I’ve been toying with using loose leaf tea lately, but, for the 4-5 cups of tea I have a day, it is a bit of a faff. I even sewed my own reusable tea bags from organic undyed muslin, which worked well, but didn’t remove any of the effort of cleaning out the used tea leaves. A pile of crusty tea bags waiting to be emptied is not so much fun to come home to, especially when the bottom ones are growing mould. Yuck!
I recently signed up to have a box of 50 Teapig’s Everyday Brew tea bags delivered once a month, because, if, like me, you’ve been feeling guilty over the amount of plastic waste we produce, you’ll no doubt know that Teapigs are now certified plastic free – it even says so on the packaging!
The tea temples (triangular/prism shaped bags that leave space for the tea to move around in the water) are made from corn starch, the outer packaging is made from FSC cardboard (sustainably sourced), the string is undyed cotton, the label is printed with vegetable oils, and, most surprisingly, the “plastic” bag holding the teabags, is made from wood pulp. Amazing, I know!! The cardboard goes into your recycling bin, and everything else can go into your food waste bin.
The other incredible thing about Teapig’s tea, is how amazing it tastes. I consider myself pretty well acquainted with all types of tea. I know when I’ve got a rubbish cup. I can tell the difference between Earl Grey and Darjeeling, Green Tea and White Tea, to name a few. Our tea cupboard is full to bursting. I immediately noticed the fullness of the flavour of a Teapigs tea compared to regular tea (my usual had been Twinings Organic Everyday Tea for a few years at home, but they are not plastic-free, or Clipper Organic Everyday Tea at work), because they use the whole leaf, not the dust off the floor – not my phrase, but it’s a good description of the difference.
Last week, as Facebook is wont to do with personal data and not long after subscribing to the monthly delivery, an advert appeared for an evening of tea tasting and blending with Teapigs in Kensington, which is about 30 minutes walk from my office. And for only £15, I couldn’t really refuse, especially as all proceeds go to their charity of choice, the Point Foundation, who work with vulnerable young people in Gisenyi, Rwanda. A donation is made from every pack of English Breakfast tea sold, too.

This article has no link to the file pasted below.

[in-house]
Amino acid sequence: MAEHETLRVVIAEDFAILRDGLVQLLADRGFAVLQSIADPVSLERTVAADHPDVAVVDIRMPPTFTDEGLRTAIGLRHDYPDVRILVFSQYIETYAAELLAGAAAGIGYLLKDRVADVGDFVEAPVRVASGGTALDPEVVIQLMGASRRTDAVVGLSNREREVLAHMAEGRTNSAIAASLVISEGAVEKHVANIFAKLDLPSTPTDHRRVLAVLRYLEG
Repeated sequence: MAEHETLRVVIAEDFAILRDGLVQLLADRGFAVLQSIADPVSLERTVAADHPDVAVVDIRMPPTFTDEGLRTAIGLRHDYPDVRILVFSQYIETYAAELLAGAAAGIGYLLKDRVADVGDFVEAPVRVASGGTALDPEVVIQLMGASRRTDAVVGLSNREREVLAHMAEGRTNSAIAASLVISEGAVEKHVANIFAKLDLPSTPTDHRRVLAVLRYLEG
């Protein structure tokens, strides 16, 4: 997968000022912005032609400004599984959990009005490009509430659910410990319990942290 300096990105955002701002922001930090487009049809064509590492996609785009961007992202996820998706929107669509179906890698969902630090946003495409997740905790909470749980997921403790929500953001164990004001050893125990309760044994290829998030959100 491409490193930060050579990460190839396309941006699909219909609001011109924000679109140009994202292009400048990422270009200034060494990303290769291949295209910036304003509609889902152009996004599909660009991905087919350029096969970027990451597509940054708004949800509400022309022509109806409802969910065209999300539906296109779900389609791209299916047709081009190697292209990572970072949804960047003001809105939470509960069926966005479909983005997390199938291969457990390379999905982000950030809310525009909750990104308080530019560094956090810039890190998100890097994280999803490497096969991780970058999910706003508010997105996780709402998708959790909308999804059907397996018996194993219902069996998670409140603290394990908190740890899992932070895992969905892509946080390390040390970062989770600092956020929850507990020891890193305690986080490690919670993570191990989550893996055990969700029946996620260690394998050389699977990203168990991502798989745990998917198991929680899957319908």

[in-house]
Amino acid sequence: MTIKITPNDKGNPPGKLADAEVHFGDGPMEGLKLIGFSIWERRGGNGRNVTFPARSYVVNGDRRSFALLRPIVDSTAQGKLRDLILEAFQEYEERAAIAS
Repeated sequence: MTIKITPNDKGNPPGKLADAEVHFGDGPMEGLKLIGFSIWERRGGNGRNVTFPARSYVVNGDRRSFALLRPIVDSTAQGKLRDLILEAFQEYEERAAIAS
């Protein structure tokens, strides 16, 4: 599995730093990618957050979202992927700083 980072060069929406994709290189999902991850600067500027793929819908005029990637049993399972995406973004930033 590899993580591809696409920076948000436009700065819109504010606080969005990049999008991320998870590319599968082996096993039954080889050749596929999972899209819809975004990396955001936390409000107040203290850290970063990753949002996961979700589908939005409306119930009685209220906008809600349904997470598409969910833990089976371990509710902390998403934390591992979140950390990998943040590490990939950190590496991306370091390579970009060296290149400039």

There were 15 of us in attendance. We had a great introduction to the company, including where the tea is sourced, the plastic-free credentials, the differences between the types of tea, and, of course, how to make a good cuppa. At least 3 minutes brewing time is the key! I actually already followed this rule, even with the strange looks I get at work (and at home) for setting the oven timer.
We were given small amounts of 8 types of tea to try: White Tea, Green Tea, Oolong Tea, Black Tea, Rooibos Tea, Peppermint Tea, Hibiscus Tea, and Chamomile Tea. The first 4 shots of tea were all caffeinated teas (all from the same tea plant), the last 4 shots were caffeine-free teas (Rooibos or herbal infusions). I never realised that to make a caffeinated tea decaf, it has to be bleached or flushed multiple times until the caffeine content is removed – that doesn’t sound so appetising – but Rooibos Tea (Redbush Tea) is a naturally caffeine-free alternative.
Then came the fun of the tea blending. The general rule was:
- 5 tbsps of base teas – black, green, lemongrass, hibiscus, or Rooibos were our options
- 5 small scoops of additional flavours – coconut, caramel, liquorice root, cranberry, rhubarb, marigold petals, peppermint, ginger, blueberry, beetroot, orange peel, chamomile flowers.
- 3 tbsps black tea
- 2 tbsps lemongrass
- 1 scoop coconut
- 2 scoops orange peel
- 1/2 scoop ginger (strong)
- 1 scoop rhubarb
Frickin’ delicious! Quite Earl Grey-esque.
I wasn’t expecting to get a massive goody bag from the event, but I emptied it out when I got home and was really thrilled with it – all vegan goodies, perfect!
I also picked up a box of White Tea and a box of Peppermint Tea on my way home, because they tasted so nice at the event.
Thank you, Teapigs!!
Disclaimer: I was, in no way, paid for a review or given anything in exchange for a review (I wish!!). All opinions in this article are my own.